From Angkor Watt to the dark tourism realms of Along Veng, Cambodia offers something for every traveller. The question today, however, is how to vegetarians and vegans make out in this country?
Cambodia’s cuisine is a vibrant mix of those of its neighbours, namely Vietnam, Thailand and China. Many traditional “Khmer” dishes such as Lok Lak have, in fact, been borrowed from the countries. Due to its proximity to the Mekong, it tends to be very fish heavy and thus very suited to flexitarian or pescatarian diets.
Due to the country’s Buddhist culture, vegans and vegetarians get far more options than in other countries, such as Mongolia.
Vegan Restaurants in Cambodia
Cambodia is pretty well on the tourist trail; therefore, places like Phnom Penh and Siem Reap have many vegan-friendly restaurants.
Everyday Eating in Cambodia
Rice is eaten daily by most Cambodians, and noodles are also popular. Most restaurants, including Cambodian street food joints, will offer vegetarian and vegan dishes.
Fruit in Cambodia
Cambodian fruit is plentiful, cheap and amazing. Cambodian Durian is particularly good, if you like that kind of thing, as is the jackfruit. If you need to know the difference between durian and jackfruit, check out this link.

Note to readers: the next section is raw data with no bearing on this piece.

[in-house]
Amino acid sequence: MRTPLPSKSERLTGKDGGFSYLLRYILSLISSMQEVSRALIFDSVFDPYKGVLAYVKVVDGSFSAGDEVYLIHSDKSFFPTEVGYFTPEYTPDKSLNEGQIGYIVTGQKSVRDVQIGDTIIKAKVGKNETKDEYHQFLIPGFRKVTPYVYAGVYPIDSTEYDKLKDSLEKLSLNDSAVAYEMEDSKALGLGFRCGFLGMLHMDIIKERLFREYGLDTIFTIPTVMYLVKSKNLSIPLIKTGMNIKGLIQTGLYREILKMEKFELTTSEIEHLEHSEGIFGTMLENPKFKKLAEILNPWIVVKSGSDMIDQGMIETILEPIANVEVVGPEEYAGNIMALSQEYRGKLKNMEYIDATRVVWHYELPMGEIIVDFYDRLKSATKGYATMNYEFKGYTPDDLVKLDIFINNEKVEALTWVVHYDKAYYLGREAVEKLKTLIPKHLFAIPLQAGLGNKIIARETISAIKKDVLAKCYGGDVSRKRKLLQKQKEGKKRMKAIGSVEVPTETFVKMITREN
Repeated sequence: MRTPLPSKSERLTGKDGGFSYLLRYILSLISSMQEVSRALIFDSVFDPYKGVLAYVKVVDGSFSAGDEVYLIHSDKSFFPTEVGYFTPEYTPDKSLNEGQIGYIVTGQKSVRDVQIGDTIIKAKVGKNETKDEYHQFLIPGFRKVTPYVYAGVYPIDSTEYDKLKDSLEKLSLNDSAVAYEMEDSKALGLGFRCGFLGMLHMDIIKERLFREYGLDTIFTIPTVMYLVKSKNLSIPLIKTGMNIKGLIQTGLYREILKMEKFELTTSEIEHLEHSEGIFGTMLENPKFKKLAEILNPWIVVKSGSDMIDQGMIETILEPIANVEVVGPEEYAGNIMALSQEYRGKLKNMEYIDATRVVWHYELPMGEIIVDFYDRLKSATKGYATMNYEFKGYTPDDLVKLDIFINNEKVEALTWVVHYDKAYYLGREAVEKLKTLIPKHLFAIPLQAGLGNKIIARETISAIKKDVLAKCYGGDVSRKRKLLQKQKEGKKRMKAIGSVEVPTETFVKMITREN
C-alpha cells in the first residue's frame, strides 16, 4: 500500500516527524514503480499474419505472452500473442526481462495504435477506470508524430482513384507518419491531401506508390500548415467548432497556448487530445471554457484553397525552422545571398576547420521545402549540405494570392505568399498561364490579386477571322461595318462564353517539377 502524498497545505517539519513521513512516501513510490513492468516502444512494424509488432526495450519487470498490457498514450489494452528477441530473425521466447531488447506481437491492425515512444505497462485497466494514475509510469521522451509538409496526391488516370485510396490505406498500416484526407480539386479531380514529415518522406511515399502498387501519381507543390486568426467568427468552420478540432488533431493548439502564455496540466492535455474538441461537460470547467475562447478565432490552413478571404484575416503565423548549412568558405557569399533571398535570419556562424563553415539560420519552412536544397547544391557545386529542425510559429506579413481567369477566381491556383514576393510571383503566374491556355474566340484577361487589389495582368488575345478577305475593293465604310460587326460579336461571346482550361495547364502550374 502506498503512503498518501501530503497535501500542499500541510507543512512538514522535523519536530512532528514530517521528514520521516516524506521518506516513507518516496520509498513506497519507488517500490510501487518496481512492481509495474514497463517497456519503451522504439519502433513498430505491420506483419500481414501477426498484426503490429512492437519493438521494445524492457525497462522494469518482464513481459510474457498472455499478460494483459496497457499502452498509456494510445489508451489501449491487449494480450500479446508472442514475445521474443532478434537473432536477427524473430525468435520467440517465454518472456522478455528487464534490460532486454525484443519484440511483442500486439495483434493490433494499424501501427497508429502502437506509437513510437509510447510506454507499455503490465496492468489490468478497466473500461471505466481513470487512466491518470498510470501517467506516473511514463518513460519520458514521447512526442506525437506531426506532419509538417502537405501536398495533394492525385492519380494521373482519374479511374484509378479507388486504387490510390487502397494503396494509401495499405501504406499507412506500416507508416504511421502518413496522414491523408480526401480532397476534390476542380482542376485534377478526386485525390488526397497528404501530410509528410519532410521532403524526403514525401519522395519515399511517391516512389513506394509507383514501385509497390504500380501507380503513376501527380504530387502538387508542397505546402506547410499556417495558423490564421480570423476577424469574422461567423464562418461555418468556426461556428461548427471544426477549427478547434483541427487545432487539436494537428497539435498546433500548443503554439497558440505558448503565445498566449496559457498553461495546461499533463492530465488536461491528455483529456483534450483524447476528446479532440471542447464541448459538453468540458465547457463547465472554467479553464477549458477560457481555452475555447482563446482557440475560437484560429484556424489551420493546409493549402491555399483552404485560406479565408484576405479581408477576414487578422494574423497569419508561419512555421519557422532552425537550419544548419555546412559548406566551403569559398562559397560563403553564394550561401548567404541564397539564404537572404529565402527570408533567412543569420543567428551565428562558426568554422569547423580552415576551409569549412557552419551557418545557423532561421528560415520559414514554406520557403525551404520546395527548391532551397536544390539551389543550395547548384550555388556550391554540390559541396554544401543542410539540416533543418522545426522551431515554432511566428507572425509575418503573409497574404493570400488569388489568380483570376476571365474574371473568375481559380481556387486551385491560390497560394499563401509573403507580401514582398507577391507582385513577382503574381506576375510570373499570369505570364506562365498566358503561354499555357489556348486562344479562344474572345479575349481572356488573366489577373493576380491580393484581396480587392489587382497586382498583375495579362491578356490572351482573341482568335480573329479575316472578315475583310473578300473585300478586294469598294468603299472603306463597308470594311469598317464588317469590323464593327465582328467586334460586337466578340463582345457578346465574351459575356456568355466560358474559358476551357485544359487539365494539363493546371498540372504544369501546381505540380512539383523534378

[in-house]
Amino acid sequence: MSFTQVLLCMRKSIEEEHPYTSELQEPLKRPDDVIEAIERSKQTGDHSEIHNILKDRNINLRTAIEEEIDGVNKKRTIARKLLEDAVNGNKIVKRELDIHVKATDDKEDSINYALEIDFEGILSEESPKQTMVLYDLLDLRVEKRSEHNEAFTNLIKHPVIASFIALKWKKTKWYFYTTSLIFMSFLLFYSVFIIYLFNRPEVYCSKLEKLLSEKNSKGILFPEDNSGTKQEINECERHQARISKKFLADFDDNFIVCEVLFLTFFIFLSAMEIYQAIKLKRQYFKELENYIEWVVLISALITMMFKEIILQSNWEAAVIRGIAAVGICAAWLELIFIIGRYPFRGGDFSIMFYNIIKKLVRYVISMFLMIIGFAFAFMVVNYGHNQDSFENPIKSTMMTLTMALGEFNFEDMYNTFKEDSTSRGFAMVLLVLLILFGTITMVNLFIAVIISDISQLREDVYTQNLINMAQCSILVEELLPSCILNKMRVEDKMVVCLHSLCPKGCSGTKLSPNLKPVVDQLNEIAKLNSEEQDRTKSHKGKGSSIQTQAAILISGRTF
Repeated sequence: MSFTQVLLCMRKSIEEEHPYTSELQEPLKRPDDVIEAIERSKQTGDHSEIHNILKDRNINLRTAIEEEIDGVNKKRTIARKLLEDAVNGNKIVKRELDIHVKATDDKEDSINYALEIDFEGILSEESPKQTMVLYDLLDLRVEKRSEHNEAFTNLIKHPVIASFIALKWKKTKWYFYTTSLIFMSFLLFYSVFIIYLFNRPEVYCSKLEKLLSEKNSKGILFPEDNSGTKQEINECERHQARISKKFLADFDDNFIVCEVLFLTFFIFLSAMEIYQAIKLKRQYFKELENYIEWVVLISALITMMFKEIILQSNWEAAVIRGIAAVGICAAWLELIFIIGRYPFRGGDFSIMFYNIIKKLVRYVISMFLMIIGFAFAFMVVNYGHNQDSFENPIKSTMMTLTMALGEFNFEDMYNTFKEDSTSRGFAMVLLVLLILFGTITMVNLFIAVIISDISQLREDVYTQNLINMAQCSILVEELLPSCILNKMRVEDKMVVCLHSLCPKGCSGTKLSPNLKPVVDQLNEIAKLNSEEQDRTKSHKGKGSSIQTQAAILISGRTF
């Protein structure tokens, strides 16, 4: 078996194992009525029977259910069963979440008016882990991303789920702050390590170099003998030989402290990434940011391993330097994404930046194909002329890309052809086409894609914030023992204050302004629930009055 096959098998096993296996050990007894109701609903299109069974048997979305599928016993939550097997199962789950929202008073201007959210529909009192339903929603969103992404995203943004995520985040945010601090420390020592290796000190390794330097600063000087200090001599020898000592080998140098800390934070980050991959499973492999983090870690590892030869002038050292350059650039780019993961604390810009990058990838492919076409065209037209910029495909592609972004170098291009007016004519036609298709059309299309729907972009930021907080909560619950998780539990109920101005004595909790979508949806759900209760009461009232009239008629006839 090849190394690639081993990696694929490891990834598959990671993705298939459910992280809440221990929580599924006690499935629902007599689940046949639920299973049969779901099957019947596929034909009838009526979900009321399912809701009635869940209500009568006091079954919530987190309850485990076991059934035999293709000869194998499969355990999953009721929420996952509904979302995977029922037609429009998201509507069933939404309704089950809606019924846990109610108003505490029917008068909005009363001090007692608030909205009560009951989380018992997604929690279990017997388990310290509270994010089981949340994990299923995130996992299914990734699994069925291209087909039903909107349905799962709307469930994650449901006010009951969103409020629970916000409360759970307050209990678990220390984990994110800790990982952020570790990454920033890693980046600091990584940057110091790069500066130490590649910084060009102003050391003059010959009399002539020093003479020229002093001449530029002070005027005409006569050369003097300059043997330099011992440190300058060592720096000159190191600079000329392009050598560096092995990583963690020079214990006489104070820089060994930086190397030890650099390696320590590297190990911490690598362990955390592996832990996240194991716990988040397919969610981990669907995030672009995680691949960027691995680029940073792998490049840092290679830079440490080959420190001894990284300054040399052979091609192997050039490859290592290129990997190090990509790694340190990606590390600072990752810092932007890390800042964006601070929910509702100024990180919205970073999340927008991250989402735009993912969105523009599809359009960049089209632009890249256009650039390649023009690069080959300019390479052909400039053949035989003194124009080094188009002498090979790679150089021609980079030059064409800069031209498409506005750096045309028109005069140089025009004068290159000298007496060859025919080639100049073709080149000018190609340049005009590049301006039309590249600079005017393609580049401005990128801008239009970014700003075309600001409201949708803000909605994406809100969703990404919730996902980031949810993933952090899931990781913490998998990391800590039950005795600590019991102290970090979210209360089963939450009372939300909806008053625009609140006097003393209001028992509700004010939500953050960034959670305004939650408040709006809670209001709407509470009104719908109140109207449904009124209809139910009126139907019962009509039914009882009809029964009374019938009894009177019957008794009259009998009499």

Cooking in Cambodia
Cambodian supermarkets are well stocked with food from around the world. Ironically they seem to import a lot of stuff from the UK. Vegetables, pasta, fruit etc. can all be purchased from supermarkets as well as outdoor wet markets. Although in the current coronavirus world, these are probably best avoided.
Eating in Rural Cambodia
Even when you are in the Cambodian countryside, such as Anlong Veng, there are enough vegan options, even in street food venues. More often than not, these will equate to soupy style noodles, but it will be enough to keep you going.
And that is how you survive as a vegan in Cambodia!.